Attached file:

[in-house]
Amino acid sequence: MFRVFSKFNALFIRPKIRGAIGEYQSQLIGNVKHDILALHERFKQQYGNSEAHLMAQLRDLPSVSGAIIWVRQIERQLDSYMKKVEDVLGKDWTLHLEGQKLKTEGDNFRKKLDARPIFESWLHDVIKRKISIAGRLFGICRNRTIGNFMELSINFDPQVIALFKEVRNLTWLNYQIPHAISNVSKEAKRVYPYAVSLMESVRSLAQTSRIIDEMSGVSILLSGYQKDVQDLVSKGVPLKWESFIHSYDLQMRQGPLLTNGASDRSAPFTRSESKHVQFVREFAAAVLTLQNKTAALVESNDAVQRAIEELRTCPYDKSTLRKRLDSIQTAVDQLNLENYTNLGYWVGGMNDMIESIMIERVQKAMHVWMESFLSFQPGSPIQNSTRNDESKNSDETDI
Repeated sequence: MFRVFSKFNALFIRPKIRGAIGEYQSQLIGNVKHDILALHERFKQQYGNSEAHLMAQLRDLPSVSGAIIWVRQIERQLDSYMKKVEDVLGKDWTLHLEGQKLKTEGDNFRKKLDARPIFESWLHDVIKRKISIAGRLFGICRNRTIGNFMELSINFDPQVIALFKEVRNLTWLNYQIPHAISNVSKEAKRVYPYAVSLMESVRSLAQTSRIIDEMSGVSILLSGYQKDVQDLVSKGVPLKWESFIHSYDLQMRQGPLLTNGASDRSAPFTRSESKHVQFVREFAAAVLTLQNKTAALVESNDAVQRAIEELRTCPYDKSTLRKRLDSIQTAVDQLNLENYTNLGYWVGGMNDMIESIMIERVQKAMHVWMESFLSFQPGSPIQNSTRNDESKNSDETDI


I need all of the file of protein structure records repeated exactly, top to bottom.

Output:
[in-house]
Amino acid sequence: MFRVFSKFNALFIRPKIRGAIGEYQSQLIGNVKHDILALHERFKQQYGNSEAHLMAQLRDLPSVSGAIIWVRQIERQLDSYMKKVEDVLGKDWTLHLEGQKLKTEGDNFRKKLDARPIFESWLHDVIKRKISIAGRLFGICRNRTIGNFMELSINFDPQVIALFKEVRNLTWLNYQIPHAISNVSKEAKRVYPYAVSLMESVRSLAQTSRIIDEMSGVSILLSGYQKDVQDLVSKGVPLKWESFIHSYDLQMRQGPLLTNGASDRSAPFTRSESKHVQFVREFAAAVLTLQNKTAALVESNDAVQRAIEELRTCPYDKSTLRKRLDSIQTAVDQLNLENYTNLGYWVGGMNDMIESIMIERVQKAMHVWMESFLSFQPGSPIQNSTRNDESKNSDETDI
Repeated sequence: MFRVFSKFNALFIRPKIRGAIGEYQSQLIGNVKHDILALHERFKQQYGNSEAHLMAQLRDLPSVSGAIIWVRQIERQLDSYMKKVEDVLGKDWTLHLEGQKLKTEGDNFRKKLDARPIFESWLHDVIKRKISIAGRLFGICRNRTIGNFMELSINFDPQVIALFKEVRNLTWLNYQIPHAISNVSKEAKRVYPYAVSLMESVRSLAQTSRIIDEMSGVSILLSGYQKDVQDLVSKGVPLKWESFIHSYDLQMRQGPLLTNGASDRSAPFTRSESKHVQFVREFAAAVLTLQNKTAALVESNDAVQRAIEELRTCPYDKSTLRKRLDSIQTAVDQLNLENYTNLGYWVGGMNDMIESIMIERVQKAMHVWMESFLSFQPGSPIQNSTRNDESKNSDETDI